Although Facebook is the top platform for building brand awareness, it is also a great way to get people to your website. If you want to increase the traffic on your blog, send people to your online shop, or listen to your latest track, the traffic objective might entice you.
What is the traffic objective for?
Facebook’s traffic objective is used to “send people to a destination, such as your website or an app.” With this objective, you can create ads that drive users to a desired location, and key performance indicators (KPIs) such as cost-per-click (CPC), click-through rate (CTR), and cost per landing page view (CPLPV) help track the success of your campaign.
When should you use the traffic objective?
The traffic objective is suitable for various scenarios. For example, if you have a podcast or blog and want to increase traffic, or if you’re an online store aiming to generate interest and awareness for your products. In these cases, the traffic objective can help you achieve your goals effectively.
Can the traffic objective help generate leads?
It’s not that straightforward.
While the traffic objective can increase traffic and drive visitors to your landing pages and sign-up forms, it may not necessarily help your Facebook ad reach individuals who are likely to convert or make a purchase. The objective optimizes your campaign for clicks, not conversions.
If you choose the traffic objective, Facebook will show your ad to people who are most likely to click on external links. That means that Facebook won’t necessarily target people who are looking to buy something or learn from a webinar.
So why would you use it then, you might ask? Despite its limitations, the traffic objective serves several valuable purposes:
Use the traffic objective when you’re just starting to build your audiences to build the foundation for your future conversion campaigns
If you set up a conversion campaign without having at least some knowledge of what kind of audience would be interested in your products, the results will not be satisfying. This is because you simply don’t have enough data to work with.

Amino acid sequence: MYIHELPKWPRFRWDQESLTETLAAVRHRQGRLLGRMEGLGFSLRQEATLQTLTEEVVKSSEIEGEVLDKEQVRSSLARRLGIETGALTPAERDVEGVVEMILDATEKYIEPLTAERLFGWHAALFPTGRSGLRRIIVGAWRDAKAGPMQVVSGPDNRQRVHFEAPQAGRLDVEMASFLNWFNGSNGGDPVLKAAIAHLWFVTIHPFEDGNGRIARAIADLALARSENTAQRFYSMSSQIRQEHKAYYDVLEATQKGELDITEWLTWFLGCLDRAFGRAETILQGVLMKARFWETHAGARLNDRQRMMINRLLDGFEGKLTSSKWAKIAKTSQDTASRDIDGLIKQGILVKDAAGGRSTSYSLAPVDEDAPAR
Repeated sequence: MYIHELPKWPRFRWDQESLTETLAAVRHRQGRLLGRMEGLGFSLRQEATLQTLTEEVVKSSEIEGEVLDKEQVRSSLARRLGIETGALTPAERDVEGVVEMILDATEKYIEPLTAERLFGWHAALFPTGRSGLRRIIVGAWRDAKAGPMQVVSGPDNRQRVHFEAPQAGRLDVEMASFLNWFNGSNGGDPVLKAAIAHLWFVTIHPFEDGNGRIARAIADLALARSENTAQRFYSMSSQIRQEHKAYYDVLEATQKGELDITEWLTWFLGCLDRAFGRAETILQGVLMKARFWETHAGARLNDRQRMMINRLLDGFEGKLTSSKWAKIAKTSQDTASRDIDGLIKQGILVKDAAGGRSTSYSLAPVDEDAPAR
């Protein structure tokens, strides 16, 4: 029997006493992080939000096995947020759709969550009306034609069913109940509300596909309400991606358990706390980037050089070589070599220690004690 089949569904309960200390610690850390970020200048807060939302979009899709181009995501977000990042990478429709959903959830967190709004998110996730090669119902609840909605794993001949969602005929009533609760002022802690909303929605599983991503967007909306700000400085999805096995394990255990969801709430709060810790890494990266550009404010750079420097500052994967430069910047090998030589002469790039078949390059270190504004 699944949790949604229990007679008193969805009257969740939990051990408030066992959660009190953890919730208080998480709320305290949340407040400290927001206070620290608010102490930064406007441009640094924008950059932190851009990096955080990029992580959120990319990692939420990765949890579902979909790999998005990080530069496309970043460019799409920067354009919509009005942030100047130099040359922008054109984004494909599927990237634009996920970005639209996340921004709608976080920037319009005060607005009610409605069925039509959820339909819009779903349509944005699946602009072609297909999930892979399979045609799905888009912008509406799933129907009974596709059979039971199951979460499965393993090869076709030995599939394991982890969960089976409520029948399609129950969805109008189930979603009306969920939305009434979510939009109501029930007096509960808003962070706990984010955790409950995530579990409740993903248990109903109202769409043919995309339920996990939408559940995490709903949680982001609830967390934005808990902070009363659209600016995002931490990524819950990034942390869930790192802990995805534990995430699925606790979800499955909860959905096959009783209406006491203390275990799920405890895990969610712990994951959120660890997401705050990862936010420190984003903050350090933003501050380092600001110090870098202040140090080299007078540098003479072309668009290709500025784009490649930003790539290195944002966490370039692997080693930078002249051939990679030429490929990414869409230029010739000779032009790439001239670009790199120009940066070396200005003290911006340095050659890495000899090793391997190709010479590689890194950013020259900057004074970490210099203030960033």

In this case, beginning with the traffic campaign is a great way to attract people who might be interested in your product and turn them into a custom audience that you can later target in your conversion campaigns.
When you can’t track conversions
If you’re selling products on sites that you don’t own, such as Amazon, E-bay, or Etsy, or you want to send people to listen to your latest track on Spotify, using the traffic objective makes more sense than the conversion objective.
This is because you can’t install Facebook pixel on these sites, so you can’t track conversions. If you can’t track conversions on your site, it doesn’t make sense to run conversion campaigns, which are also much more expensive.
This also applies to scenarios when you cannot install a Facebook pixel on your site for any reason.
When you just want people to read your article, and you don’t want to convert them
If you’re running Facebook ads simply to get clicks on your blog posts and you’re not trying to sell anything or have people sign up for your newsletter, you can safely stick with the traffic objective.
Why do advertisers dislike traffic campaigns?
It’s kind of a general consensus among Facebook advertisers to stay clear of the traffic campaigns because, for most people advertising on Facebook, conversions are the goal, not traffic. So why would you waste your time using the traffic objective, targeting people who are not necessarily looking to buy from you?
Even though your advertising costs to drive traffic to your website will be lower when you’re using the traffic objective versus the conversion objective, this is only because the audience for the traffic goal is much larger. But much less likely to convert.
Ben Heath of Heath Media shares his only two reasons to use the traffic objective in this video and explains this in greater detail.
The purpose of the traffic objective is to generate website traffic. It is used to optimize your campaign for link clicks and landing page views. While at first glance it might make sense to follow the sales funnel and use the traffic objective as a way to generate traffic and leads, sometimes it’s just better to skip right to the conversions objective.
If, for some reason, you can’t track conversions, use the traffic objective to get people where you want them. If you’re just looking to get more clicks on your website content, use the traffic objective. But if you’re looking to convert your audience and you have a Facebook pixel installed on your website, the conversion objective is a better option.